phil alvirez's blog View Details
Archive for December, 2016
Posted by phil alvirez | Dec 30, 2016 @ 02:10 PM | 7,339 Views
as i started when balsa was the only material available, i have the privilege to witness the evolution to all the new materials at hand, and use them. at the beginning, you had to build an airplane. not like now, that you can buy it, charge the battery and go fly.
at that time we were modelers. now we are flyers. still, as the final goal is flying, there are 2 kinds of mentalities.
then, we had no chance but learn to build them. the easy way was with kits, that had all that you needed. or from plans. so we developed the skills. then, years later, some began to introduce new materials. plastic was heavy and not so strong, and took many years to reach a level where it could compete with balsa, and even outperform it. i began to use them just for the sake of seeing if could bring any improvement, and eventually settled to a mix of both, even using fuselages already made, because with them i got planes that fly better. its performance is improved, and sustain hardships better. best of both worlds.
but still i see that there are guys of the old guard that keep building planes from balsa. so there is room for both.
what matters is that we all like and enjoy dealing with model airplanes.
Posted by phil alvirez | Dec 29, 2016 @ 08:53 AM | 7,126 Views
as i have faced radio failure, i want to present all that i have been into, and comments from experienced fellows.
i imagine this is a controversial issue, so i ask you fellows to follow it and reach your own conclusions.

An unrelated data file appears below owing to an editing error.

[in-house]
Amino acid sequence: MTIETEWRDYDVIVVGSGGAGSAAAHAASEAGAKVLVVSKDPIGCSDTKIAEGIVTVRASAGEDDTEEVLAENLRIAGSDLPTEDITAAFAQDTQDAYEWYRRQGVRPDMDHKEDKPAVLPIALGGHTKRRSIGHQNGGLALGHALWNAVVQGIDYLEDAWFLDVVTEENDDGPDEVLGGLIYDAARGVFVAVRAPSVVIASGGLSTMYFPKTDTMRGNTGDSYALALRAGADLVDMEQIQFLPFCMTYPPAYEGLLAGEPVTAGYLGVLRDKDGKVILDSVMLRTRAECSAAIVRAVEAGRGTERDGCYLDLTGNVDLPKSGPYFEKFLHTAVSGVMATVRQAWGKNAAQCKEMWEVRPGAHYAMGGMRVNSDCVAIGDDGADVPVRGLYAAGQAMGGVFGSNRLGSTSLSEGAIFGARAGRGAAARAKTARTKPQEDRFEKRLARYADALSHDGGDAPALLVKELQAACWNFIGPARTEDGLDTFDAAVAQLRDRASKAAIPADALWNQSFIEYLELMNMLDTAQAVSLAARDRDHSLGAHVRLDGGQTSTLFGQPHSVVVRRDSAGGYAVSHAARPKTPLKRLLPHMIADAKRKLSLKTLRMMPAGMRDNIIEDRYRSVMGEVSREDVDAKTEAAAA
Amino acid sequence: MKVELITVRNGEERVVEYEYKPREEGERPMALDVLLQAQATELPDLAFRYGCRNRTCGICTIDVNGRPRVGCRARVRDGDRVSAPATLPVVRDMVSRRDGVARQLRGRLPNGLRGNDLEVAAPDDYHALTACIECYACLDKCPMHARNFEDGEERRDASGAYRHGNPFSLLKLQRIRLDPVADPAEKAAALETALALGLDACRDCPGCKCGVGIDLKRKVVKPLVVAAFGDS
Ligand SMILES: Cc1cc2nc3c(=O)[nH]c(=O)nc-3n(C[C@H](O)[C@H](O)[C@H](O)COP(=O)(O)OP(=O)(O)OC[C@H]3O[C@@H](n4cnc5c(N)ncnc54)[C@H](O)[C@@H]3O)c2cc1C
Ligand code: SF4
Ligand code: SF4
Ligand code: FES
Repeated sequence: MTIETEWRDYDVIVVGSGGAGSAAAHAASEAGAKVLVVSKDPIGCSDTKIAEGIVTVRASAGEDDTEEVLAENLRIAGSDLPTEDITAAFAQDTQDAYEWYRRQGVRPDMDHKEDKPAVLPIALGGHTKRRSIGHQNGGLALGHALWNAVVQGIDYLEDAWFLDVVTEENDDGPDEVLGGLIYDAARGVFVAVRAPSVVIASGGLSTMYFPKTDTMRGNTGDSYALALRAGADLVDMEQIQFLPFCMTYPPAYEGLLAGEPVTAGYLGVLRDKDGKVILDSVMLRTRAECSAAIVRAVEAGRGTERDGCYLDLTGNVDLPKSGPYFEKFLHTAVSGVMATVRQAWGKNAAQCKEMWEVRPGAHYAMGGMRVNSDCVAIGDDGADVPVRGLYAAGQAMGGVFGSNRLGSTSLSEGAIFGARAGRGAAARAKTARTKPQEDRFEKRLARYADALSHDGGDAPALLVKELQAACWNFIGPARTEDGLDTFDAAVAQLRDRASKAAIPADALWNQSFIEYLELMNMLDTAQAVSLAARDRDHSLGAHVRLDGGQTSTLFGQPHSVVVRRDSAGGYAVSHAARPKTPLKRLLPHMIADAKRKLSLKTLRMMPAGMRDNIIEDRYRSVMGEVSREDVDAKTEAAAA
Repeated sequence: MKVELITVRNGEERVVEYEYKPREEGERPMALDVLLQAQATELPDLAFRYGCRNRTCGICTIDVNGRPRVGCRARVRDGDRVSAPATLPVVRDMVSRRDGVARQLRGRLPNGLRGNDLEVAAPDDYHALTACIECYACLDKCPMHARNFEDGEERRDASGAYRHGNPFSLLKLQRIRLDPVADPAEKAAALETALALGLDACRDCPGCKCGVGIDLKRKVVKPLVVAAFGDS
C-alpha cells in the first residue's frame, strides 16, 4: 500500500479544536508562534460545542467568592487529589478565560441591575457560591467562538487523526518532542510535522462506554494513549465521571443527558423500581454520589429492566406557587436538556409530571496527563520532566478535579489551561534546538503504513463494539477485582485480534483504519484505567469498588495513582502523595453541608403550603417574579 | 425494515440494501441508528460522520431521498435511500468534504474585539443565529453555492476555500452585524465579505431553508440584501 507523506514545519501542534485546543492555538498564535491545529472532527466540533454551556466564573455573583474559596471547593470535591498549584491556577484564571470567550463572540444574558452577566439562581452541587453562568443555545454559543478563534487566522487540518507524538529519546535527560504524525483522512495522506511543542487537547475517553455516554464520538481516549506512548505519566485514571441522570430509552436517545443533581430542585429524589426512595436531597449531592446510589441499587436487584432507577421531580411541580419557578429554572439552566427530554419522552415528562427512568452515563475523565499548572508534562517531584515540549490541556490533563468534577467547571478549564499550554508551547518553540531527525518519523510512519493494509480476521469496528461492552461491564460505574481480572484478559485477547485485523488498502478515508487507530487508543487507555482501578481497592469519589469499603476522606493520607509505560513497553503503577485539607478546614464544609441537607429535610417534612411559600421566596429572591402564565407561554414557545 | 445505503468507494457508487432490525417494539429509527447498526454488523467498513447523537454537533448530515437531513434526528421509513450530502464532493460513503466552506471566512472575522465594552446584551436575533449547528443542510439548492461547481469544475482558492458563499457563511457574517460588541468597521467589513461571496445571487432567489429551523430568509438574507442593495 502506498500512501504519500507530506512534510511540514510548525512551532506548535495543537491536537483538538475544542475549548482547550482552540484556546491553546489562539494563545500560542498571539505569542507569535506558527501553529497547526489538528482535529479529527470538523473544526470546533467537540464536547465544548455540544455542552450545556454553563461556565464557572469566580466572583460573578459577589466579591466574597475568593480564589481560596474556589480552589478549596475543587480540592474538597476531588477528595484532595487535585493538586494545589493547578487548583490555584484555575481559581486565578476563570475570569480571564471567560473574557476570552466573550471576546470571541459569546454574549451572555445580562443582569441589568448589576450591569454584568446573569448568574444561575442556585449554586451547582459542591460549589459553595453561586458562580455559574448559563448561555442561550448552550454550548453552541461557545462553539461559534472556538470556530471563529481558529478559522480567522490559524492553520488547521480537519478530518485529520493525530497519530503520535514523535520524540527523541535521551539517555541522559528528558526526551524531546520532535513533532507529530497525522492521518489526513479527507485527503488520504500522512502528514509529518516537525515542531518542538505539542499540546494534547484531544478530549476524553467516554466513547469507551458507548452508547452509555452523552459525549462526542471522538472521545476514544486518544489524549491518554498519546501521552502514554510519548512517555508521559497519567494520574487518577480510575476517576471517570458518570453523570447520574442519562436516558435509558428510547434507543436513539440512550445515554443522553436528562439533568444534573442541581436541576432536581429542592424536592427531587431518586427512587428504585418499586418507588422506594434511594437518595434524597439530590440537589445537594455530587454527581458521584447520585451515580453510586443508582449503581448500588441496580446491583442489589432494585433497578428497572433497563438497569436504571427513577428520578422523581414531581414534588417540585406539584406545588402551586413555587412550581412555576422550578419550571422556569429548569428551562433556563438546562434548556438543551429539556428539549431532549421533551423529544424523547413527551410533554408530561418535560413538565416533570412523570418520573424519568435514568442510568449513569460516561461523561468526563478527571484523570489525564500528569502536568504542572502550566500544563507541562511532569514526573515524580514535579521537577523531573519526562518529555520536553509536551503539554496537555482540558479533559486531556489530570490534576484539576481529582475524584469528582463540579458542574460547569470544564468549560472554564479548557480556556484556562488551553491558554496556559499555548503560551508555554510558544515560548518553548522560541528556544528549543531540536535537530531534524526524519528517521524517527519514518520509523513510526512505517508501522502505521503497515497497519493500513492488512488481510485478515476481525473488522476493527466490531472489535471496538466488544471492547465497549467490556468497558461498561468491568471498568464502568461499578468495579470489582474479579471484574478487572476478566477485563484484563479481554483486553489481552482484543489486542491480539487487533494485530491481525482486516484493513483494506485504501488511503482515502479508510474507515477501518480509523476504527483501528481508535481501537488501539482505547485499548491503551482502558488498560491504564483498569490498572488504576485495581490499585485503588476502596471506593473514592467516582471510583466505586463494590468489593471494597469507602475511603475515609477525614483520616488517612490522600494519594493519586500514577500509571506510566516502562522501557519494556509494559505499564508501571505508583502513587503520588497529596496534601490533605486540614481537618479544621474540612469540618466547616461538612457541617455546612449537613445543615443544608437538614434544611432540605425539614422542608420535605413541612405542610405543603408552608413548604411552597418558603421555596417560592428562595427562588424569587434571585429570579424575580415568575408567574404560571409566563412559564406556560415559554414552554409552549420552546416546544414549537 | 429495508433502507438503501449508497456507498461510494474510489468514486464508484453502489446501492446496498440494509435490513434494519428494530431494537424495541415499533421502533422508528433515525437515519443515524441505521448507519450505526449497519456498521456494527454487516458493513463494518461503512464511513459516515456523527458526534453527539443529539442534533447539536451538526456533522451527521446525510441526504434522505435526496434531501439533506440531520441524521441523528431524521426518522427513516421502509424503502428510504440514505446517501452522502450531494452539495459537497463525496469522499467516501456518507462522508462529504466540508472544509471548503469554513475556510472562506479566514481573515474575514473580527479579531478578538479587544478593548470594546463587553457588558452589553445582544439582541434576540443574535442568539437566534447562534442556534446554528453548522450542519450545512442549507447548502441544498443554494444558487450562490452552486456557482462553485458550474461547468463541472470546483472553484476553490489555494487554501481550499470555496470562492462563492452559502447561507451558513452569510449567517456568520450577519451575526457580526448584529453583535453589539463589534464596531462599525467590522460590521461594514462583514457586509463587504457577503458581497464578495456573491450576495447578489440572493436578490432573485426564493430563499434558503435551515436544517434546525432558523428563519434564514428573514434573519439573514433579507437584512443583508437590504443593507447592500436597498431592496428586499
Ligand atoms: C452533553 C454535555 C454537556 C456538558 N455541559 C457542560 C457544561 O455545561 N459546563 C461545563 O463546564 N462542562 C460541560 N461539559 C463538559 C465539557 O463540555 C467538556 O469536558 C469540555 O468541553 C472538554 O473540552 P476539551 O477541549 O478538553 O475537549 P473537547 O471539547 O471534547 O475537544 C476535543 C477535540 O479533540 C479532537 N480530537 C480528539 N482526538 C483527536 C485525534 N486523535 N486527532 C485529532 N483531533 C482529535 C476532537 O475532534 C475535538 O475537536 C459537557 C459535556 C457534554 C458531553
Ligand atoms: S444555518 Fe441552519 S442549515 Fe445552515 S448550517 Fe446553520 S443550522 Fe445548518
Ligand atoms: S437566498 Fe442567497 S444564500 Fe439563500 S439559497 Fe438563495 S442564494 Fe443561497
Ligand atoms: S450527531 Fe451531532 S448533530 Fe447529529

will keep adding stuff, as i have it scatered and sometimes is hard to retrieve, so please keep coming back AND SEE THE UPDATES AT THE END.
i started having problems at a field where i flew for several years. for some time it was isolated loss of signal. then suddenly the bottom fell. the field has nearby 4 towers from the local radio station.
lets start with this:
https://www.rcgroups.com/forums/show...e-Interference
https://www.rcgroups.com/forums/show...o-Interference
then when asking experts, i got this:
Originally Posted by SkyNorth
How is the Internet being supplied in that area.?
Where I live , WiFi signals are beamed from a central Tower to small dishes on our roofs.
Is it possible a new provider has installed in your area, or picked up a couple of customers
that would require them to "beam" across your flying area?
there is also this comment from David E. Buxton :
High gain antennas for outdoor Wi-Fi are also a concern. Lookout for these antennas and don’t fly through their beams.
https://www.google.ca/webhp?hl=en#hl...w+does+it+work

more: got this:
Can you take all your systems including the good and the bad to another field? Try the following at a different field.
You may be...Continue Reading
Posted by phil alvirez | Dec 12, 2016 @ 08:22 AM | 5,589 Views
when i was at college, at the place where i lived, when we paid the fare at the city buses, the driver handled a ticket made of sort of tissue paper about 1-1/2" x 4". we took classes at a building that was 4 stories tall and had a long aisle open. then 1 of the students made a paper plane with his ticket and launched it. as the wind blowed constantly towards the building, it created an upwards draft that kept it soaring for a long time. as a consequence, some of us mad enough kept our tickets in good shape, organized a competition and made paper planes and at the breaks between clases we launched and timed them. the average flight time was about 4 minutes. how about that! this is the best example of clift/slope draft i have ever heard!
anybody?
Posted by phil alvirez | Dec 11, 2016 @ 11:55 AM | 5,554 Views
those who live in places where snows, dream of a white christmas.
problem is, it does not happen all the time.